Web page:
Since the 2020 Masters has been postponed due to the Coronavirus, all that golf fans have are reruns of previous tournaments to watch this weekend. Hoping to catch an old broadcast last night, I ended up watching a portion of Feherty featuring Bernard Langer. During this interview, Langer spoke of the emptiness following his first major victory, the 1985 Masters. Following a practice round at Hilton Head, South Carolina with Bobby Clampett, Langer was invited to attend a Bible Study on Tuesday night.

Now there was a certain man among the Pharisees named Nicodemus, a ruler (a leader, an authority) among the Jews,Who came to Jesus at night and said to Him, Rabbi, we know and are certain that You have come from God [as] a Teacher; for no one can do these signs (these wonderworks, these miracles—and produce the proofs) that You do unless God is with him. Jesus answered him, I assure you, most solemnly I tell you, that unless a person is born again (anew, from above), he cannot ever see (know, be acquainted with, and experience) the kingdom of God, John 3:1-3.

After consulting with his wife, the Langer’s decided to go, listening to the PGA Tour’s chaplain speak about Nicodemus. As this message was proclaimed, Bernard related to Nicodemus, sensing that there was something more to life, but he didn’t know what it was. This Tuesday following the Master’s sowed for seed in Langer’s heart, a spiritual hunger to become born again. Although his decision to accept Jesus as Lord and Savior waited, months later Bernard finally yielded over control of his life.

For God so greatly loved and dearly prized the world that He [even] gave up His only begotten (unique) Son, so that whoever believes in (trusts in, clings to, relies on) Him shall not perish (come to destruction, be lost) but have eternal (everlasting) life. 17 For God did not send the Son into the world in order to judge (to reject, to condemn, to pass sentence on) the world, but that the world might find salvation and be made safe and sound through Him, John 3:16-17.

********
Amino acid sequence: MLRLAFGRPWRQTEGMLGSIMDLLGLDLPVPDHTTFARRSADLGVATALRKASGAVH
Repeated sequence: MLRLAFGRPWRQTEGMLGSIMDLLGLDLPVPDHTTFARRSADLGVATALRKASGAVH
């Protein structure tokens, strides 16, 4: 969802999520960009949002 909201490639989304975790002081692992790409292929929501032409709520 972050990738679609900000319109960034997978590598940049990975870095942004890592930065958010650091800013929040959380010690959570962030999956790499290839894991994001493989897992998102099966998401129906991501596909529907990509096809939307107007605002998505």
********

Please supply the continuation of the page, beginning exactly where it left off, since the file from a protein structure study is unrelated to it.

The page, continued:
After a sarcastic comment in John 3:4, Nicodemus shuts up, listening to the most famous verse in the Bible, up close and in person. Just like Bernard Langer, this encounter gradually changed Nick’s life. Based upon bread crumbs left behind by this disciple in John 7:50-52 and John 19:39, Nicodemus became a follower of Jesus, no longer ashamed to be associated with him. As the clock strikes midnight to announce Easter morning, you don’t need to attend a service to accept Jesus into your life, Romans 10:9-10. If you haven’t made this decision, don’t let this opportunity slip away.

by Jay Mankus

Receiving New Courage

Although the Wizard of Oz debuted in 1939, this became one of my favorite films as a child 40 years later. For some reason, reruns were broadcast twice a year, once before Easter and the other around Thanksgiving. The thought of a scarecrow searching for a brain, a tinman desperately wanting a heart and a cowardly lion hoping to find courage struck a cord with my soul. This film made me believe that it’s possible to receive new courage.